Dazai’s face was largely unreadable as Chuuya rattled off the essence of what had occurred; there was no indication that Dazai had designed the mission as a way to test Chuuya’s ability to survive in the Port Mafia. A slight quirk of his lips as Chuuya finished his report by describing the retrieval of the targeted information was the only spark of emotion the boss showed. It hinted that Dazai knew Chuuya had not been nearly as composed as he implied, that Dazai had sent someone to watch the whole affair from a distance, but he didn’t say a word. When Chuuya finished speaking, Dazai had merely nodded and dismissed him.

From that day on, Chuuya never did another job with his bare hands.

After Chuuya left the boss’ office and retreated to the privacy of his dorm, Kouyou stopped by his room with a pair of black gloves. She didn’t need to explain what they were for, or why, and Chuuya didn’t have to say a word about the uneasiness that fluttered through his body at the gift. By offering the gloves, Kouyou was confirming that Chuuya would have to kill again in the future and, by accepting them, Chuuya was deciding to stay in the Port Mafia, was refusing her offer of relocation.

He took the articles of clothing from her hands without a word. Chuuya was going to continue this work because he didn’t know what else he would, or how he could live with himself if he returned to being passive in this society. He was going to keep doing this work because he was beginning to make a family out of the strange personalities scattered throughout the organization; if he had to defend his place in the Port Mafia by killing more people, then so be it.

Killing changed a person.

Chuuya had never seriously considered how or why, and he knew that if he dwelled on it, that the reality of his circumstances would crush him. The only way to find comfort in his sleep, to be able to escape the rancid smell of death and the flow of someone’s life running down his hand, was to tell himself that he made the right choice and then push the whole thing out of his mind.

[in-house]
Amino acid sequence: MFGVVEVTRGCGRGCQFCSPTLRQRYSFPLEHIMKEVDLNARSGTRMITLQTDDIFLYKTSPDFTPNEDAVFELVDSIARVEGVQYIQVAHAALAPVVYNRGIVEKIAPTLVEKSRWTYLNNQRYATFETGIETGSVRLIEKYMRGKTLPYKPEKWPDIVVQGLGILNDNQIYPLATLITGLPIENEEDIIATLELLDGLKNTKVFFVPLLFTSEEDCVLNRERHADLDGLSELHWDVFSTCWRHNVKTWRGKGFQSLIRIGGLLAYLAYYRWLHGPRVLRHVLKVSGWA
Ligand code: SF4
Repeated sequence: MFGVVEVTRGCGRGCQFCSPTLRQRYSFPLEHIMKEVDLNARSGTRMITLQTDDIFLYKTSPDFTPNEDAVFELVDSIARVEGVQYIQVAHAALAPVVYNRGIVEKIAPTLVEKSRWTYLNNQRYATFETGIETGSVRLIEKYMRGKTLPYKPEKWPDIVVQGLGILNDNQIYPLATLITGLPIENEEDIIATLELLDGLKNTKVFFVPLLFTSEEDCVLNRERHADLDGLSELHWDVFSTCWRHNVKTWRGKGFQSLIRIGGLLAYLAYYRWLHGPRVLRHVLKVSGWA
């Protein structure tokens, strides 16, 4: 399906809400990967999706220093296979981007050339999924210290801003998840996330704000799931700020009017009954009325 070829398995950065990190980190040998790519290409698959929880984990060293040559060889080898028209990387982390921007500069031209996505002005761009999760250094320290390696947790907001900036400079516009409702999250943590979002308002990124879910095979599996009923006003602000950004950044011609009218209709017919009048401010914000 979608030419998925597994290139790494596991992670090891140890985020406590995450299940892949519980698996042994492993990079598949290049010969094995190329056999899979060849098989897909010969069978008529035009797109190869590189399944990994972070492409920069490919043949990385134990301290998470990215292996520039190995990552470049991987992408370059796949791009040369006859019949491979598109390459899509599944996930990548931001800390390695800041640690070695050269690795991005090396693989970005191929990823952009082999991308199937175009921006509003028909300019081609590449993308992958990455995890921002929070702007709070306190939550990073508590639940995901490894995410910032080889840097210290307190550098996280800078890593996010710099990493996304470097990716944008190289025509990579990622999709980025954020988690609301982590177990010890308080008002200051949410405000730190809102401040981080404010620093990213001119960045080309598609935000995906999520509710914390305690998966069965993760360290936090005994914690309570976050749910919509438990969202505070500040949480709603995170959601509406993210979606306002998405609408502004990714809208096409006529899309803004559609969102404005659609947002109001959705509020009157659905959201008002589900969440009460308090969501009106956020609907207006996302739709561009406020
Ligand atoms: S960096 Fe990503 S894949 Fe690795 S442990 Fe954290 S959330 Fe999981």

It didn’t make him immune to what he had done, Chuuya knew that. When he looked in the mirror, he could sometimes see the beginning of the same dead gaze that made Dazai look so intimidating. Chuuya wondered how many lives he would have to take before he echoed the emptiness in Dazai’s eye and the coldness in his voice.

Everyone in the Port Mafia had blood on their hands, Chuuya had figured as much when he first joined, but he had never considered what that meant. Kouyou had torn through enemies like they were paper, Gin was essentially a killing machine, and Tachihara would often brag about how many of the ‘sick bastards’ he had taken out on any given mission. Chuuya wouldn’t let himself fall behind, he wouldn’t let the nightmares that woke him in a cold sweat be enough to break him, he wasn’t going to give into his weakness any longer.

Chuuya began to build a fortress out of his wardrobe. In his past life, he had been deprived of all but the most revealing clothing, had been forced to bare himself to the world and he recognized the calculated vulnerability the right set of clothes could create. Now, he took the opposite approach. He wore a gray vest over his shirts like it was bulletproof, the smooth fabric and tailored fit paid for with the money he earned after leading a team to destroy a budding anti-Gifted militant group. Blood money, in every sense of the word.

His pants were as black as his gloves. It allowed him to pretend they were soaked in rainwater on nights when he had slugged through puddles of filth and gore, had bathed in blood that belonged to both friend and foe.

The jacket, settled around his shoulders, helped ground Chuuya in his fights. He used it much the same way Dazai had used his hat in lessons, to help with his control. Between the two pieces of clothing, Chuuya never lost his focus during a job again.